The little tweak that's about to give Trump a big win on health care

House Republicans look to have the votes they need to pass their embattled health care bill. All it took, apparently, was adding a few billion dollars to the bill, to provide cover to moderate lawmakers who had been reluctant to support it.

This latest change, added to the American Health Care Act on Wednesday night with a vote expected fewer than 24 hours later, adds an additional $8 billion to reduce insurance costs for people with preexisting medical conditions. Experts say the funding is still short of what is actually necessary to keep many of those patients from experiencing insurance price spikes if the bill becomes law.

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The provision appears to do enough to satisfy the concerns of a handful of moderates who helped doom the bill in late March, when House leaders had to scrap a planned vote at the last minute. Those moderates, combined with conservatives won over by a separate amendment last week, appear to have given leadership just enough votes to advance the bill out of the House after a months-long slog.

The amendment appears to have won over crucial moderate lawmakers

The latest amendment, pushed by Rep. Fred Upton of Michigan, is intended to fend off accusations that the bill guts Obamacare's protections for people with preexisting conditions.

It is co-sponsored by three Congress members — Jeff Denham of California, David Valadao of California and David Young of Iowa — that the best whip counts had as "lean no" votes. By, presumably, flipping those three votes to "yes," the amendment appears likely to be sufficient to pass the bill in the House, even though it could still lose upward of 20 Republicans.

Upton's role here is crucial. He is the former chair of the House Energy and Commerce Committee and an experienced health care legislator. His defection to "no" on Tuesday suggested that even the revised version of AHCA could be in real trouble.

But after a dramatic trip to the White House on Wednesday, Upton reversed himself and said he would support the bill with his amendment. He later told reporters at the Capitol that he had actually started working on the amendment on Monday night, the day before he publicly announced his opposition.

Upton's conversion — along with that of Missouri Republican Billy Long, another surprising defection earlier this week — seems to have persuaded enough wavering Republicans to come onboard.

The amendment provides more money to lower costs for sick people

The Upton amendment follows from the earlier MacArthur amendment, which wooed conservatives but spooked moderates. That earlier amendment allows states to opt out of the Obamacare rule that prohibited health plans from charging people more for their insurance because of their existing health conditions.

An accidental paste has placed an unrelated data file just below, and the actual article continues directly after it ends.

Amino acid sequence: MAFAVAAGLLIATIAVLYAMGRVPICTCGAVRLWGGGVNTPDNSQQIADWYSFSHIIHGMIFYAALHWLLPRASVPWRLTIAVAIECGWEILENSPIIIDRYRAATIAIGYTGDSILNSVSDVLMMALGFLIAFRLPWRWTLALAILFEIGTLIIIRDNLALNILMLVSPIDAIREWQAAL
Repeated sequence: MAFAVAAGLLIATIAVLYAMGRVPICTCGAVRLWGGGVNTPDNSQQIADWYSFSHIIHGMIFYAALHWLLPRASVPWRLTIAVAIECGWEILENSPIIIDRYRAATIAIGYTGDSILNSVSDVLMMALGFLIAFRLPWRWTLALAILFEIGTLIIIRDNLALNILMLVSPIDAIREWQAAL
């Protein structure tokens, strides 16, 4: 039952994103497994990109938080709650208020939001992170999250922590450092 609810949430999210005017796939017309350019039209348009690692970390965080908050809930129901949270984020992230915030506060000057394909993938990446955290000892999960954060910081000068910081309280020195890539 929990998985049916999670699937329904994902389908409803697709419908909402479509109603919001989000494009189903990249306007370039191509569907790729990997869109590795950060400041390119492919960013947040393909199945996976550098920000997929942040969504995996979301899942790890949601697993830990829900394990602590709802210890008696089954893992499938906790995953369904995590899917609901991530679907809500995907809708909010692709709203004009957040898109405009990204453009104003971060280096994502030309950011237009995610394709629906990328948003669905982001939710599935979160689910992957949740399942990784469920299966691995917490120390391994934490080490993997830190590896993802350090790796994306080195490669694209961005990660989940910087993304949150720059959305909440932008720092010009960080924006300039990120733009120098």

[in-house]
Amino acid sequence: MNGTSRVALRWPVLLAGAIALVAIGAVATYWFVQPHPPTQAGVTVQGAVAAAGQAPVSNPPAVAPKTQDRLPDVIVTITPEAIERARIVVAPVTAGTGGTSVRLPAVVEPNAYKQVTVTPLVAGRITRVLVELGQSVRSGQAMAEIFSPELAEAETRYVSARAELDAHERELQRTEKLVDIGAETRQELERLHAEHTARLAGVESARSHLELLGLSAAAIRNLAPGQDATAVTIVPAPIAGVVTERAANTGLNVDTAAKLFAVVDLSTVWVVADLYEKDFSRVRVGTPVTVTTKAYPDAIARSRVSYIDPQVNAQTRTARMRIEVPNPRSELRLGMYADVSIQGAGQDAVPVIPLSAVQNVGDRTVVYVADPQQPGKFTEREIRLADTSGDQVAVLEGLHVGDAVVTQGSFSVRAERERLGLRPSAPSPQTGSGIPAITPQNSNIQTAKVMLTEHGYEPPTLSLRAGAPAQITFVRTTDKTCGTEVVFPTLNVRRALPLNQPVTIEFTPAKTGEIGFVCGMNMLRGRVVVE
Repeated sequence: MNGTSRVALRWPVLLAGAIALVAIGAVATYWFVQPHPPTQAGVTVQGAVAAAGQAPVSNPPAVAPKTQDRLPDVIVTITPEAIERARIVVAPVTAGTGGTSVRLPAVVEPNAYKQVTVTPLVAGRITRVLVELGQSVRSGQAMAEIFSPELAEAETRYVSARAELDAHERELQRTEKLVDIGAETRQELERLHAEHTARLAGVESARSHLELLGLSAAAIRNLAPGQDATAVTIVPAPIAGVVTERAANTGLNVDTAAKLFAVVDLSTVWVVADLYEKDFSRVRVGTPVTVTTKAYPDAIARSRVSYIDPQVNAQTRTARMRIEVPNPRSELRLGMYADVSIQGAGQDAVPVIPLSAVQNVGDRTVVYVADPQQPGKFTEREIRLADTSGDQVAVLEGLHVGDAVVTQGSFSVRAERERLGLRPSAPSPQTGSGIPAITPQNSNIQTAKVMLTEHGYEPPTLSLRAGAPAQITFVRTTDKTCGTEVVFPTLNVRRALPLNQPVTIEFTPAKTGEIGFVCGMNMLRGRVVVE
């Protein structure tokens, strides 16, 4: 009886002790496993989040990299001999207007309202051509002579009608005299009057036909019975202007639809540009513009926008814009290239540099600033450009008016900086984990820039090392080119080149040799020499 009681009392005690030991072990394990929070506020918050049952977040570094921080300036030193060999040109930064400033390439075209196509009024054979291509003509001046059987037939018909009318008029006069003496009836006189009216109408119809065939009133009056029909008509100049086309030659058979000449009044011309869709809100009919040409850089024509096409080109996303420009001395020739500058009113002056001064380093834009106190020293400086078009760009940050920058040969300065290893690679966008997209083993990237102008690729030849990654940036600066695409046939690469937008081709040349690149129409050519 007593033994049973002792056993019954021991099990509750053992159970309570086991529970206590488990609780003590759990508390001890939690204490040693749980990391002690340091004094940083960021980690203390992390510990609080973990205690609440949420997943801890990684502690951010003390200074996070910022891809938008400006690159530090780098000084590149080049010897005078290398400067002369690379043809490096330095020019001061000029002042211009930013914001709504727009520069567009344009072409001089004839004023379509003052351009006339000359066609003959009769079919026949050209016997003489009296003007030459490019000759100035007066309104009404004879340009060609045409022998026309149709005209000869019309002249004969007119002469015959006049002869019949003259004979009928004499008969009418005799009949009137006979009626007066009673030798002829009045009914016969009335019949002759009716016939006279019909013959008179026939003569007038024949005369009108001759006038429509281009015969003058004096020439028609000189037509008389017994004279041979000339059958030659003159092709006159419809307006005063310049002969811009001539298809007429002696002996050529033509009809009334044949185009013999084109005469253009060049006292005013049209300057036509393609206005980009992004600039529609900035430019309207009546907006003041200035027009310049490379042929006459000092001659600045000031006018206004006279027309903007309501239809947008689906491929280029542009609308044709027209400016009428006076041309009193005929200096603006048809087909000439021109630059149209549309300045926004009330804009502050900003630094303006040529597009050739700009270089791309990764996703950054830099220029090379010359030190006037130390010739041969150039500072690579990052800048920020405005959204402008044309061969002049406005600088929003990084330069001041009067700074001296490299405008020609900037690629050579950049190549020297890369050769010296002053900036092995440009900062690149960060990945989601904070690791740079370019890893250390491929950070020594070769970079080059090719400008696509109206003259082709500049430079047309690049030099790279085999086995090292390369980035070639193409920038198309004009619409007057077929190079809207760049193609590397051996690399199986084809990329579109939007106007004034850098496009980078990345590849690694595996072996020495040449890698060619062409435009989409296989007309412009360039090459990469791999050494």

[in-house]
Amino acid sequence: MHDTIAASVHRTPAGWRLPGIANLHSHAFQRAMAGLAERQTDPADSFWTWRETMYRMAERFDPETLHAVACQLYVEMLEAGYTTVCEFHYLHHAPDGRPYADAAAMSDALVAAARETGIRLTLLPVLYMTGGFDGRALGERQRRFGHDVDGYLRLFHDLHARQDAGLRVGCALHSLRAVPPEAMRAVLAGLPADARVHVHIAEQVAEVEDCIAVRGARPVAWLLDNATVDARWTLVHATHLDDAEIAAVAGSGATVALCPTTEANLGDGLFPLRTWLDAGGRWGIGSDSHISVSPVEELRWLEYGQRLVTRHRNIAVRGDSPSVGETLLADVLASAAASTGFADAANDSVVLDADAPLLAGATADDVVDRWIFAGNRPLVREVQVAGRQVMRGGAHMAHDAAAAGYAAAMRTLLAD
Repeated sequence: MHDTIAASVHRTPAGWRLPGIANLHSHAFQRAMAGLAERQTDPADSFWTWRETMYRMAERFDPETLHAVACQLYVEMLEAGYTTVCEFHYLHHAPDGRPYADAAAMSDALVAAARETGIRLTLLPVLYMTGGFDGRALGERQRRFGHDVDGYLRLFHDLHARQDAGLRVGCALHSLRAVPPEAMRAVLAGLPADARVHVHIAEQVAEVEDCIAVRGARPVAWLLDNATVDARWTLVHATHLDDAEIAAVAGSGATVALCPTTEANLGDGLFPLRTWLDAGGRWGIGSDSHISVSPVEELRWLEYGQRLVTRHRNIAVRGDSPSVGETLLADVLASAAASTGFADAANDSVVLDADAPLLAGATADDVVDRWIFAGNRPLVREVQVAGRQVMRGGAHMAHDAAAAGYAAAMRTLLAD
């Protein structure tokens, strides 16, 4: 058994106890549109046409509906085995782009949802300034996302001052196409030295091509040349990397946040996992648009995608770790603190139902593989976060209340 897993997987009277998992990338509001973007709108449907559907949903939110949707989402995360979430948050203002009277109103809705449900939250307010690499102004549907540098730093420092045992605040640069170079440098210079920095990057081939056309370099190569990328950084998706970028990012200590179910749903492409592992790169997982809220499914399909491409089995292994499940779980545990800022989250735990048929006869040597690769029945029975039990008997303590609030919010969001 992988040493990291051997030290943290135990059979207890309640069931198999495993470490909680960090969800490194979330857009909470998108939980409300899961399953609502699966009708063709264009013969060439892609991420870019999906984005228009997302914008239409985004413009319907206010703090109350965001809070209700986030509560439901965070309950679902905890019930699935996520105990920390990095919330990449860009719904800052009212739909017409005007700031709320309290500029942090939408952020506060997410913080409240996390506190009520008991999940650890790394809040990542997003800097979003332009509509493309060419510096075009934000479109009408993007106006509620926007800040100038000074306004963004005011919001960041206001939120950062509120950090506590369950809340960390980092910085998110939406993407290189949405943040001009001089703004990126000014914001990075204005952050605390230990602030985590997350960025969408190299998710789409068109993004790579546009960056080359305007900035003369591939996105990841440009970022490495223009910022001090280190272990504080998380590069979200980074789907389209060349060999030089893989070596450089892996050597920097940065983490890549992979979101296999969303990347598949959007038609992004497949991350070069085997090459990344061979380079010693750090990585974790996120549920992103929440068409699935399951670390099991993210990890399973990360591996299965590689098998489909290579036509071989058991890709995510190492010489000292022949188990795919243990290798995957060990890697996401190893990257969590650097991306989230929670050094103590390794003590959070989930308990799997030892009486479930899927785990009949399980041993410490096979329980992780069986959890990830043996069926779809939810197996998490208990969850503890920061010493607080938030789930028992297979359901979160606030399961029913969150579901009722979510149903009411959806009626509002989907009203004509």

To let insurers opt out of those rules, states must meet certain conditions, such as setting up a "high-risk pool" for people with high medical costs. And people could not be charged more as long as they maintained coverage.

But many experts believed that the funding available under AHCA would not be sufficient to pay for those high-risk pools and prevent major price hikes for the patients with preexisting conditions.

So the Upton amendment pushes even more funding — $8 billion over five years — toward those costs. It is an addition to the $100 billion-plus fund originally included in the bill for states to create programs that reduce insurance costs.

The new money is designated specifically for states that seek a waiver under AHCA and for people in those states who would see higher insurance premiums or out-of-pocket costs because of that waiver.

States could use the money to pay insurers directly to keep costs down, to help people buy insurance in the high-risk pool, or to provide direct subsidies for people to buy their own insurance, Larry Levitt at the Kaiser Family Foundation told me.

But, Levitt said, "There is still nothing in the bill that guarantees people with preexisting conditions will have access to affordable coverage if states waive community rating."

The problem is that the bill neither specifies how the money should be spent nor provides enough of that money, Levitt said. People in states with the AHCA waivers could see "massive premium increases," he told me: "There's no way a reinsurance program or direct subsidies could ever fully offset that for everyone, and states aren't required to do so."

As for high-risk pools, which Vox's Sarah Kliff explained here, Levitt said the funding is "inadequate" and "there are no requirements for what the eligibility, premiums, or benefits in high-risk pools would have to be."

There could still be another fight over funding

Republicans are rushing the bill through the House before the Congressional Budget Office can tell them how much it would cost and how many people it would cover. So moderate Republicans who reluctantly get onboard with AHCA could end up coming back later to ask for more money, Upton said Wednesday.

"Is it enough money? I don't know. That's the question that I asked," Upton told reporters. "I was led to believe that $5 billion would be enough, which is why it's $8 billion, to make sure that in fact it's more than enough."

"If it's not," he said, and CBO comes back with a report that shows that, "then a number of us, including me, will seek more money."

Which, presumably, would require a whole new — and difficult — vote.